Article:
Five Pieces at the Kitchen
The Beautiful and the Good
Tristan Perich, Five Pieces
March 17 – 18
Beauty is underrated. Beauty used to be an important value in music, but one of the peculiar, and most significant, anomalies in the history of classical music is how beauty came to be distrusted and disregarded. For very real historical reasons, a new aesthetic took hold that was intentionally ugly. That was the deliberate point of Luigi Russolo and his intonarumori. Russolo of course was part of the self-conscious artistic avant-garde, but musical modernism became associated, intellectually and aesthetically, with the atonality of Schoenberg, as passed down through the likes of Boulez and Babbitt (with a smaller, vital parallel track that started with Varèse and continued through Xenakis). Modernism left behind the revolutionary and beautiful music of Debussy, and the foundations of the music were seen to be split between two incompatible styles, Schoenberg’s atonality and Stravinsky’s neo-classicism. There were movements in the modern era against beautiful prose, images, and movement, but those never superseded long-standing aesthetic pleasures in the way that serious modernist music took control for decades, and regarded beauty as outdated—even socially and politically suspect.
But beauty in music—consonance, pleasing sounds and timbres, formal design that was clear and fulfilled its own logical criteria, positive energy—was never totally forgotten. Composers like Lou Harrison sought to make music that was as beautiful as possible, and the likes of Stravinsky, Copland, and Gian Francesco Malipiero kept the idea of beautiful music before the public. Then La Monte Young, Terry Riley, Steve Reich, and Philip Glass rose as a new avant-garde in great part because they made beautiful music, and history got back on track.
This extended, though simplified, introduction leads to musician and artist Tristan Perich, who is one of the most important avant-garde composers on the scene in no small part because he makes beautiful music.
Perich’s concepts are high art, and he uses technology as an integral part of his work; but I want to point out and emphasize that his music is frequently beautiful, and the sheer beauty of the sound of his work matters because it delivers the things we listen to music for: a feeling of life and pulse in the body; pleasure; joy. It sounds good because it is good, and it sounds good because it’s well-made.
The experience of his Saturday concert at the Kitchen, the second and last of the “Five Works” concert series, was one of hearing energetic music and performances full of a focus on method, form, and gorgeous sound. There were two pieces, one “old” (Perich is too young to have old works) and one old but revised this year.
The old piece was Formations, a 2011 commission from cellist Mariel Roberts for solo cello and six channels of 1-bit electronics. This was played by her—and can be heard on her disc Nonextraneous Sounds (2012, Innova)—and set the tone for the concert.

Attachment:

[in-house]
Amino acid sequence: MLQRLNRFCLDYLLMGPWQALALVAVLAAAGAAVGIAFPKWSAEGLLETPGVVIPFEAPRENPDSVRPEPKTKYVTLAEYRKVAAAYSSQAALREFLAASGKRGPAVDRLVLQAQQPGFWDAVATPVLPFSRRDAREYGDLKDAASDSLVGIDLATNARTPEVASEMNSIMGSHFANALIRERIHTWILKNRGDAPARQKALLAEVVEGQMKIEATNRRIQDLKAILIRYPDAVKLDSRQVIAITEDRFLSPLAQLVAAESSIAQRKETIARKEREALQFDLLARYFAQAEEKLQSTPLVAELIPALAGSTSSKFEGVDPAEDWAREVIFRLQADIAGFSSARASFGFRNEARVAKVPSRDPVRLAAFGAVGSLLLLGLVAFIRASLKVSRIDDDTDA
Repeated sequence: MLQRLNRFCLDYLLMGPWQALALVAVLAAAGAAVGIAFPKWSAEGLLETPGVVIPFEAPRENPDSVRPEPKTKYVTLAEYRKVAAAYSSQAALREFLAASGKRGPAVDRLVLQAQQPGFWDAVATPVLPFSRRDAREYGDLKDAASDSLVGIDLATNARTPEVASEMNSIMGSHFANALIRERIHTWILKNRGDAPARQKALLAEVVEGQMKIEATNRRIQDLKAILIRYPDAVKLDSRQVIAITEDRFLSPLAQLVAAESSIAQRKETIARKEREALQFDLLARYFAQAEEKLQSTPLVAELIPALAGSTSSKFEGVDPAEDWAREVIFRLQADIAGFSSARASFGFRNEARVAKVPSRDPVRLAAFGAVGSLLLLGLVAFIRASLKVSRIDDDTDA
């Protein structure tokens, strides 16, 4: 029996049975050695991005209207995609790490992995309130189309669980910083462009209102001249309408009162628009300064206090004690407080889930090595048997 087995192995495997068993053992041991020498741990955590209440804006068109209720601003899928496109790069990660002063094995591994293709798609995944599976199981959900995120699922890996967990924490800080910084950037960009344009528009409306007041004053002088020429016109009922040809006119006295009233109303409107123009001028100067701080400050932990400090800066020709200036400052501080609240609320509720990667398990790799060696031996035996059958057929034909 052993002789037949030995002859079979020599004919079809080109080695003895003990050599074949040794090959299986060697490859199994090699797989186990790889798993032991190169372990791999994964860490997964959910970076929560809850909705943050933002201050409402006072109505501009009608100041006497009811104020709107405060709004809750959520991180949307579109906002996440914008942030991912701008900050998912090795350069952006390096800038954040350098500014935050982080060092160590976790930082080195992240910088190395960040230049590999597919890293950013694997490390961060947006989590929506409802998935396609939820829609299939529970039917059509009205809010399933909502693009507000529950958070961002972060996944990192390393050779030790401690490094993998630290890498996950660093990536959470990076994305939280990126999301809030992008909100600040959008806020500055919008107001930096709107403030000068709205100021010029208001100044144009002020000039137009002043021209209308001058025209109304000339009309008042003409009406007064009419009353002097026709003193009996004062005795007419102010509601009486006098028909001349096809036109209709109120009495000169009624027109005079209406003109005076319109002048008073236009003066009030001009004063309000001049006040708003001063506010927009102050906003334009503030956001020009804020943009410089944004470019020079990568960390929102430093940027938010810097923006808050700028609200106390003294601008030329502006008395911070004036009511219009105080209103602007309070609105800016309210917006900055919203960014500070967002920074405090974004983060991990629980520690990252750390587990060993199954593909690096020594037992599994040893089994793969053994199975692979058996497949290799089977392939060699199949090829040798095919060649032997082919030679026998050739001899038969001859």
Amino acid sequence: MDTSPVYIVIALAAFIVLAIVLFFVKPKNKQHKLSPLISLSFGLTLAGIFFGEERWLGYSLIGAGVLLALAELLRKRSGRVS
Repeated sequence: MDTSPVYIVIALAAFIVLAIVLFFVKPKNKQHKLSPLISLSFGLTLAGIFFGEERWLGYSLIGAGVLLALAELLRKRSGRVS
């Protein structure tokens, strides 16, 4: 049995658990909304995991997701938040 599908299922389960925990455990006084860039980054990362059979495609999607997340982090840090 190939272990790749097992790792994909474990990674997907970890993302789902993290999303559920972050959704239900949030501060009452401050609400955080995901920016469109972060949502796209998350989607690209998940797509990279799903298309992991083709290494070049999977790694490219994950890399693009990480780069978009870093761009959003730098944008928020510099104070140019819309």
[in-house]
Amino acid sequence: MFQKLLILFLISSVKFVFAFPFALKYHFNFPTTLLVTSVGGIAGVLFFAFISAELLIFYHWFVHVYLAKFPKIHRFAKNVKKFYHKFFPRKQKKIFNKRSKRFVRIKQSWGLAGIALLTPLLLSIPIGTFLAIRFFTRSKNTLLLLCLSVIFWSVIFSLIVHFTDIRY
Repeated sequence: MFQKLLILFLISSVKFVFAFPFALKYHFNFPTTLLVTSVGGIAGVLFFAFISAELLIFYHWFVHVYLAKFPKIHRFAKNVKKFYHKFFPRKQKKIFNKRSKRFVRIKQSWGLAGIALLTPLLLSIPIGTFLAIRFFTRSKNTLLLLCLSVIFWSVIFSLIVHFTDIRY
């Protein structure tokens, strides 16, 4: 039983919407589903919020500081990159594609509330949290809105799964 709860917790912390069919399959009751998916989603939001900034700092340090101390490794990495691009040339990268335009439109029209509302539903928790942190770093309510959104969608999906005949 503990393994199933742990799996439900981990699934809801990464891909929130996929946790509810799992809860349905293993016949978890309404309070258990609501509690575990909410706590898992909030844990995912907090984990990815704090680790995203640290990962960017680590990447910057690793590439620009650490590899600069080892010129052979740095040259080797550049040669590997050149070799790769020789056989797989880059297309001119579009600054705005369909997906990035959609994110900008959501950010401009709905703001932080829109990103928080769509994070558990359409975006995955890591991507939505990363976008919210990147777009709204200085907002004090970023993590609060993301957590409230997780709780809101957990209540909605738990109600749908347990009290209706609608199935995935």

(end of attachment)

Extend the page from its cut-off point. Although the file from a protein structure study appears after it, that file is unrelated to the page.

Formations fits the cello inside the shimmering sound of the six speakers, three on each side of the musician. Perich’s 1-bit square waves are fat and bright, with a satisfying weight, like the heft of a brand-new baseball in your hand. They are programmed in repeated, overlapping, and offset patterns, and they cascade in shimmering waves that are too forceful to be ambient music, but have the same enveloping, transformative effect.
Roberts had her own repeated patterns—in terms of fundamental structure, Perich fits firmly into the post-minimalist style—and the cello music by design surfs the 1-bit sound. Roberts rode the swells for a while, laying back, then plunged into the pipeline, sluicing forward as the sound coursed over and around her.
A purely electronic interlude changes Formations into something else; when the cello returns, the music is mournful, plangent, singing against sounds that move implacably onward. The pure pleasure of the first part is replaced by strong and mysterious emotions, making Formations not just beautiful but expressively complex.
The other work, Sequential, also dates (originally) from 2011, but has been revised this year. It also combines live acoustic performance with electronics, but in an entirely different way. Percussionists and a string quartet (Sō Percussion and JACK Quartet) bow long tones—the percussionists use Crotales. The playing is quiet, caught on microphones and channeled through a 1-bit circuit board that gates the sound pattern that is, essentially, the score.
Although you could barely hear the instruments (by design), there was a direct visual/aural connection between the musicians’ gestures and the patterns of sound that came through the speakers; each long tone and chord produced complex activity. Sequential was again gorgeous, with fascinating shifting rhythms and counterpoint that created a weave akin to a Persian rug or an Islamic mosaic. The musicians outlined the harmonic motion, but the sequences seemed to be using their own intelligence and agency to create their own composition, on the fly, from the cues the humans gave them. This was a real Perich masterpiece, a simple concept producing complex results and intellectual satisfactions, all of which came second to the immediacy of the beauty of the music.